Monday … for Valentine’s day the students in my morning class wrote love poems … or at least poems to our loved ones. We read some of Pablo Neruda’s poems from his lovely, slim volume: Twenty Love Poems and a Song of Despair. Neruda’s poems draw on images of the sea and nature. I warned my students that the danger of writing love poems is the danger of falling into cliché. I encouraged them to draw on images from their environment and to write to their lovers or loved ones using original language and metaphor. Still jazzed from last week’s exercise of combining unusual words to make unique pairings, my students were ready for the task. E., who has been reluctant until now to stray far from the grade school notion of poetry that is filled with roses and rhymes, described her lover’s “criminal eyes.” Another of my student poets compared her boyfriend to “a bird who flies off every winter to someplace unsafe.” A marvelous and mysterious turn of phrase. Hallmark’s got nothing on these girls.
Tuesday … I’m writing an article on assignment, and lucky me: I was sent to interview a poet, Ellen Dore Watson. During our conversation we tried to come up with what it is about poetry that keeps this art form not only alive in this age of racing technology, but also relevant. We discussed why it was that after 9/11, for example, people turned to poetry as if they were literally starved for it. Though not as useful as prose on a day-to-day basis, we agreed that poetry is somehow essential. “It’s like a lot of things,” Ellen said of poems. “You don’t know you need them till you need them.”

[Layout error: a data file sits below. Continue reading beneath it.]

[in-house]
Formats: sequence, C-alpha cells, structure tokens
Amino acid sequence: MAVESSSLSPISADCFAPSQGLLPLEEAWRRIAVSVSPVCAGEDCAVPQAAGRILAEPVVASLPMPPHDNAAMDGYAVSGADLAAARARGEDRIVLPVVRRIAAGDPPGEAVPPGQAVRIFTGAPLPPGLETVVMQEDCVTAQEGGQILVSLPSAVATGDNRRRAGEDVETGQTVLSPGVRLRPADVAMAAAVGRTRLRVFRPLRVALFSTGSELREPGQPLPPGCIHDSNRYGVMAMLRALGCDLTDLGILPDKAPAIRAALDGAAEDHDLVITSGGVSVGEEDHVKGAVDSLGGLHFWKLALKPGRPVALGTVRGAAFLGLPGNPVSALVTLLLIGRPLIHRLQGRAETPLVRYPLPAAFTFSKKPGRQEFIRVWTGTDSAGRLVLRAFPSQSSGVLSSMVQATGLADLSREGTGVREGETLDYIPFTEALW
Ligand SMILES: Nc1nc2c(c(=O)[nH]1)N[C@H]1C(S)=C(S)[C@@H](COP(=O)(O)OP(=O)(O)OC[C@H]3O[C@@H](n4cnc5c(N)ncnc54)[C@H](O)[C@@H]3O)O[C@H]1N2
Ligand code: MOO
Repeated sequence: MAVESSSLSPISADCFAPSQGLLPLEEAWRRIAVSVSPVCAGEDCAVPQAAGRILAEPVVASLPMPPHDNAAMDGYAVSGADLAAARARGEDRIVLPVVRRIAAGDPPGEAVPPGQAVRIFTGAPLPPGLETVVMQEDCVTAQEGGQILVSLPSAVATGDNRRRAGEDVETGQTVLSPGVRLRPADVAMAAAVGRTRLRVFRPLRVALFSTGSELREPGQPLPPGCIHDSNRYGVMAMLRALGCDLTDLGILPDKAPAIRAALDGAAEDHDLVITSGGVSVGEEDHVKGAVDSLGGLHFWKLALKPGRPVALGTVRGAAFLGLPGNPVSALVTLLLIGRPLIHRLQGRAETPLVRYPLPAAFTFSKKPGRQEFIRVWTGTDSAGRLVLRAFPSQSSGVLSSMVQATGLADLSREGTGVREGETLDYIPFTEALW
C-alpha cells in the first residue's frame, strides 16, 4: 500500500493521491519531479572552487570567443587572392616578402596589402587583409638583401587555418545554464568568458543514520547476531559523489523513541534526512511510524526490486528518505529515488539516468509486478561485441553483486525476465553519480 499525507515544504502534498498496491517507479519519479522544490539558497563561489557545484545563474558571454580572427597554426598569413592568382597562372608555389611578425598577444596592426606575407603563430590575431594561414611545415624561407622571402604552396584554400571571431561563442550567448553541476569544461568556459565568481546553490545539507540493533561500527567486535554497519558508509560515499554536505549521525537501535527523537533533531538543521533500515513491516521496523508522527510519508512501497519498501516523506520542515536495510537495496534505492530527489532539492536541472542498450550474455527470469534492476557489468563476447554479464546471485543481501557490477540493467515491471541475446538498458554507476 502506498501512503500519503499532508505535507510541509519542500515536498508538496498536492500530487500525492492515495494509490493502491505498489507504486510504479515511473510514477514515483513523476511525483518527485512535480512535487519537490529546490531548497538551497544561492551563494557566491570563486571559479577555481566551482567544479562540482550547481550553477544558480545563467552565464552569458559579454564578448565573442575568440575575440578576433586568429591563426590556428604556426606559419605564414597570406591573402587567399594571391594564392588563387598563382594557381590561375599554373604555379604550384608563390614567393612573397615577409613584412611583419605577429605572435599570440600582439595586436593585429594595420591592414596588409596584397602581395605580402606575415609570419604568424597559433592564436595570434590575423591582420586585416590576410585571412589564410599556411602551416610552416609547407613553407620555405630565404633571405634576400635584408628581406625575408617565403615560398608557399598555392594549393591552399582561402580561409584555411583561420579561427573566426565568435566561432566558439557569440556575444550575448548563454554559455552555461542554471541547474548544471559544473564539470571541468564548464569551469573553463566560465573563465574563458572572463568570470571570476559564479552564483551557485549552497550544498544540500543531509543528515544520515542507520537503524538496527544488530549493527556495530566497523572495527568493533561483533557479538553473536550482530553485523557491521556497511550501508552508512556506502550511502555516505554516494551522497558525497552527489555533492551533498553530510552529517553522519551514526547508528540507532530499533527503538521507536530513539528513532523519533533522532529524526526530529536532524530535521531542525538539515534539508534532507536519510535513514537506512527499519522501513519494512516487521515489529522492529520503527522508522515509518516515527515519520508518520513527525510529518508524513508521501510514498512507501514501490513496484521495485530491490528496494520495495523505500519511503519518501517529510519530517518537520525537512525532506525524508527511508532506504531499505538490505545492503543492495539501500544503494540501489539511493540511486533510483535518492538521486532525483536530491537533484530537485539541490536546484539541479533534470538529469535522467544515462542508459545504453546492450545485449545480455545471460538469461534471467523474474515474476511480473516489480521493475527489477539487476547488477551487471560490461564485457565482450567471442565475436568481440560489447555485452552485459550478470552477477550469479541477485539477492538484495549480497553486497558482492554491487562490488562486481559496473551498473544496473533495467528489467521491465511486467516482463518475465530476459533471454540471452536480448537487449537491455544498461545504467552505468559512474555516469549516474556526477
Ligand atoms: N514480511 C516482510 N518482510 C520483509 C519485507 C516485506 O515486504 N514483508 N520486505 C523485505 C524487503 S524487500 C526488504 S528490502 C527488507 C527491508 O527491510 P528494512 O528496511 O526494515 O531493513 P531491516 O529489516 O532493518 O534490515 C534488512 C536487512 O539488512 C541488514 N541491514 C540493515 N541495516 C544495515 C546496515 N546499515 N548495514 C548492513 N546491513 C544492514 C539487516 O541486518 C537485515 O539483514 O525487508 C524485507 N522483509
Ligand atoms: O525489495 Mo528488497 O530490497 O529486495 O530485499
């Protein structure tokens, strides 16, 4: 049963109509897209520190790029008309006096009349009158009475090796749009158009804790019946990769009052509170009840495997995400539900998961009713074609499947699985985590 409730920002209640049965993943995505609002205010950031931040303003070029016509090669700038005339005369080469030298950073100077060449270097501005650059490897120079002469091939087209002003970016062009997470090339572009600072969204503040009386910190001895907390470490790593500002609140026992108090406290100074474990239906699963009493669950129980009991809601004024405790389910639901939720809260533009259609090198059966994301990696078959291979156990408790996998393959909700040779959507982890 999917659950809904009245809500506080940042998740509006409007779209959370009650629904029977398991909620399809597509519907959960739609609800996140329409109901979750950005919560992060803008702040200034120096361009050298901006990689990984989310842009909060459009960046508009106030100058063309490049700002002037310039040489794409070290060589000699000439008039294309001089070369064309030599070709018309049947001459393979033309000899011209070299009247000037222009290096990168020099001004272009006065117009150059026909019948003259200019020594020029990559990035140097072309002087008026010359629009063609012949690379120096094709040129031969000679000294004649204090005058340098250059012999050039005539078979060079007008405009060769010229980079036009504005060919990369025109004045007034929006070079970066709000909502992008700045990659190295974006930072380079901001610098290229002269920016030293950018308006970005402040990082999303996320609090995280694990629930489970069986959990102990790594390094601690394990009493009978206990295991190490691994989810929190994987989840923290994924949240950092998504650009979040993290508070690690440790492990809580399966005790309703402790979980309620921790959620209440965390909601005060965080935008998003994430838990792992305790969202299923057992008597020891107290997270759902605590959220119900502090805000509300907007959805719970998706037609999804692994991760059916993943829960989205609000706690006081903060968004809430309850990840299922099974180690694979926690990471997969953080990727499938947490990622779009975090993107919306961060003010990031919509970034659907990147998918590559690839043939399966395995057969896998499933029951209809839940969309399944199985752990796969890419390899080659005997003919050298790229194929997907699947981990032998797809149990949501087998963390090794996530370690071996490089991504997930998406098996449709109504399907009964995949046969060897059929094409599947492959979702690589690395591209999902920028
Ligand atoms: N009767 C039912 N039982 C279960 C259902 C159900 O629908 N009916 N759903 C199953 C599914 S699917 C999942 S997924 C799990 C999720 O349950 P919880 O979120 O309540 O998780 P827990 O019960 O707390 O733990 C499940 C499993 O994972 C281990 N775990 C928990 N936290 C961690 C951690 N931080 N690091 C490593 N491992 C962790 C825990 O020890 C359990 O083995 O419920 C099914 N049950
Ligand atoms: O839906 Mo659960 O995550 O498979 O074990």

Wednesday there were no poetry classes because we had a snow day. Despite all my best laid plans to use this gift of time to tidy my home office, catch up on paper work and maybe even write a poem or two, I spent the entire day on the couch sipping tea and reading Eat, Pray, Love by Elizabeth Gilbert. I came across this lovely passage written about knowledge she gained from a traditional medicine man in Bali:
“The child is taught from earliest consciousness that she has these four brothers with her in the world wherever she goes, and that they will always look after her. The brothers inhabit the four virtues a person needs in order to be safe and happy in life: intelligence, friendship, strength and (I love this one) poetry. The brothers can be called upon in any critical situation for rescue and assistance. When you die, your four spirit brothers collect your soul and bring you to heaven … “
Thursday: Valentine’s day is the day for poetry; it is the one day a year we celebrate sentiment. I heard former Poet Laureate Ted Kooser on NPR saying something like that. He apparently used to send Valentine poems out to a list of 2,000 women. A Valentine poem, according to his definition, could be about anything with red in it. One poem, for example, was about a red potato. That lack of sentimental sentiment appealed to me. Besides, what’s not to love about a potato?
Friday: Poetry got a day off. It needed a rest after all that attention on Thursday. And so did I.